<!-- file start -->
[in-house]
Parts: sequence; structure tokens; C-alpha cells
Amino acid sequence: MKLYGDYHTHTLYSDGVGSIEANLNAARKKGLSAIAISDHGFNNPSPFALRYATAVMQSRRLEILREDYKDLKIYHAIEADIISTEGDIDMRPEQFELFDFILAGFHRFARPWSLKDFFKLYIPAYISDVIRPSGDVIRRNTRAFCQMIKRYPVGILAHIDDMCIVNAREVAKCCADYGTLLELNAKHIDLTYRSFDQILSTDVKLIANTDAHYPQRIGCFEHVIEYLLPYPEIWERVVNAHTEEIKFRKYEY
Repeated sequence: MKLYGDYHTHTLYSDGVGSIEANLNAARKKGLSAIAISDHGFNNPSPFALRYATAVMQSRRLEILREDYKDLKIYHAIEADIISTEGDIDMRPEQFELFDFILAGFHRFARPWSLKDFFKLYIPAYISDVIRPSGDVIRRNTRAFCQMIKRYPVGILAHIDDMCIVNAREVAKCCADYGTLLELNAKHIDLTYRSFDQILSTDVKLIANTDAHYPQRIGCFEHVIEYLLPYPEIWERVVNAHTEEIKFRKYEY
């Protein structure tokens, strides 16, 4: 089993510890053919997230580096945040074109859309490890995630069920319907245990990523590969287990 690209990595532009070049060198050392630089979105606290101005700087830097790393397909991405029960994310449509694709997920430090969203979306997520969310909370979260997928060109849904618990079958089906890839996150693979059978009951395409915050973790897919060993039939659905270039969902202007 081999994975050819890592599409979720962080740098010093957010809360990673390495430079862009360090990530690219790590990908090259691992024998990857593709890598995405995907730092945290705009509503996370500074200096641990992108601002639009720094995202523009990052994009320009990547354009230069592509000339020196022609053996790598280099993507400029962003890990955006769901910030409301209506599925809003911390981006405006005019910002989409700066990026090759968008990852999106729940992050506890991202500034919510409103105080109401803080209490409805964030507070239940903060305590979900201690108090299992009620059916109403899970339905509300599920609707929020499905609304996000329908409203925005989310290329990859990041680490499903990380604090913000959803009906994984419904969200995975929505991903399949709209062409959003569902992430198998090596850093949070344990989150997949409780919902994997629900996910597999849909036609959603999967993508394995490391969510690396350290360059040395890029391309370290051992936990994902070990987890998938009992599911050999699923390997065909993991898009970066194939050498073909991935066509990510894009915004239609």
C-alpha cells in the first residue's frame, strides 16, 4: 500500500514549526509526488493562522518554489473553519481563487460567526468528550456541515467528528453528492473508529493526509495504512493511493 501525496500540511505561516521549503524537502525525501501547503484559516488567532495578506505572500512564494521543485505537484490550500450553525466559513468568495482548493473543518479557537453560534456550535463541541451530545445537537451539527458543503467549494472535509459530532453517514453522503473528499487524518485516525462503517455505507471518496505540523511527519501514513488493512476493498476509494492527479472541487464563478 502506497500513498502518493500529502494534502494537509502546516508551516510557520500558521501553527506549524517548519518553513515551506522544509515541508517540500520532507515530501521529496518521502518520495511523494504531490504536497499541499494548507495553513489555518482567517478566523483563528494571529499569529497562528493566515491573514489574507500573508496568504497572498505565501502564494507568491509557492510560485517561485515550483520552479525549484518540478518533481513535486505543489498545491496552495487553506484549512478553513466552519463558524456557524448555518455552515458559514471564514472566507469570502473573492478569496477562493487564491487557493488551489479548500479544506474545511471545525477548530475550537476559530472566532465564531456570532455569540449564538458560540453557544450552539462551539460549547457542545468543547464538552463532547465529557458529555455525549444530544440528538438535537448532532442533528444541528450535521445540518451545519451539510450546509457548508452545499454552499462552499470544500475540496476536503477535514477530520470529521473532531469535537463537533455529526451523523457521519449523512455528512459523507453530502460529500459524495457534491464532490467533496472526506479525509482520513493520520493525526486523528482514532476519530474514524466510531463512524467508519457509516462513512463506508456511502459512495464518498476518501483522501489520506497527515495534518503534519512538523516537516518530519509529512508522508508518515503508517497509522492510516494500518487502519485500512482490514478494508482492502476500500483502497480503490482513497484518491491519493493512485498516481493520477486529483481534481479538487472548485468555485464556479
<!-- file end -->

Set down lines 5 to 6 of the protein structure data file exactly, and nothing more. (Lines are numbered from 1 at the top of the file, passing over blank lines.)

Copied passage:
């Protein structure tokens, strides 16, 4: 089993510890053919997230580096945040074109859309490890995630069920319907245990990523590969287990 690209990595532009070049060198050392630089979105606290101005700087830097790393397909991405029960994310449509694709997920430090969203979306997520969310909370979260997928060109849904618990079958089906890839996150693979059978009951395409915050973790897919060993039939659905270039969902202007 081999994975050819890592599409979720962080740098010093957010809360990673390495430079862009360090990530690219790590990908090259691992024998990857593709890598995405995907730092945290705009509503996370500074200096641990992108601002639009720094995202523009990052994009320009990547354009230069592509000339020196022609053996790598280099993507400029962003890990955006769901910030409301209506599925809003911390981006405006005019910002989409700066990026090759968008990852999106729940992050506890991202500034919510409103105080109401803080209490409805964030507070239940903060305590979900201690108090299992009620059916109403899970339905509300599920609707929020499905609304996000329908409203925005989310290329990859990041680490499903990380604090913000959803009906994984419904969200995975929505991903399949709209062409959003569902992430198998090596850093949070344990989150997949409780919902994997629900996910597999849909036609959603999967993508394995490391969510690396350290360059040395890029391309370290051992936990994902070990987890998938009992599911050999699923390997065909993991898009970066194939050498073909991935066509990510894009915004239609």
C-alpha cells in the first residue's frame, strides 16, 4: 500500500514549526509526488493562522518554489473553519481563487460567526468528550456541515467528528453528492473508529493526509495504512493511493 501525496500540511505561516521549503524537502525525501501547503484559516488567532495578506505572500512564494521543485505537484490550500450553525466559513468568495482548493473543518479557537453560534456550535463541541451530545445537537451539527458543503467549494472535509459530532453517514453522503473528499487524518485516525462503517455505507471518496505540523511527519501514513488493512476493498476509494492527479472541487464563478 502506497500513498502518493500529502494534502494537509502546516508551516510557520500558521501553527506549524517548519518553513515551506522544509515541508517540500520532507515530501521529496518521502518520495511523494504531490504536497499541499494548507495553513489555518482567517478566523483563528494571529499569529497562528493566515491573514489574507500573508496568504497572498505565501502564494507568491509557492510560485517561485515550483520552479525549484518540478518533481513535486505543489498545491496552495487553506484549512478553513466552519463558524456557524448555518455552515458559514471564514472566507469570502473573492478569496477562493487564491487557493488551489479548500479544506474545511471545525477548530475550537476559530472566532465564531456570532455569540449564538458560540453557544450552539462551539460549547457542545468543547464538552463532547465529557458529555455525549444530544440528538438535537448532532442533528444541528450535521445540518451545519451539510450546509457548508452545499454552499462552499470544500475540496476536503477535514477530520470529521473532531469535537463537533455529526451523523457521519449523512455528512459523507453530502460529500459524495457534491464532490467533496472526506479525509482520513493520520493525526486523528482514532476519530474514524466510531463512524467508519457509516462513512463506508456511502459512495464518498476518501483522501489520506497527515495534518503534519512538523516537516518530519509529512508522508508518515503508517497509522492510516494500518487502519485500512482490514478494508482492502476500500483502497480503490482513497484518491491519493493512485498516481493520477486529483481534481479538487472548485468555485464556479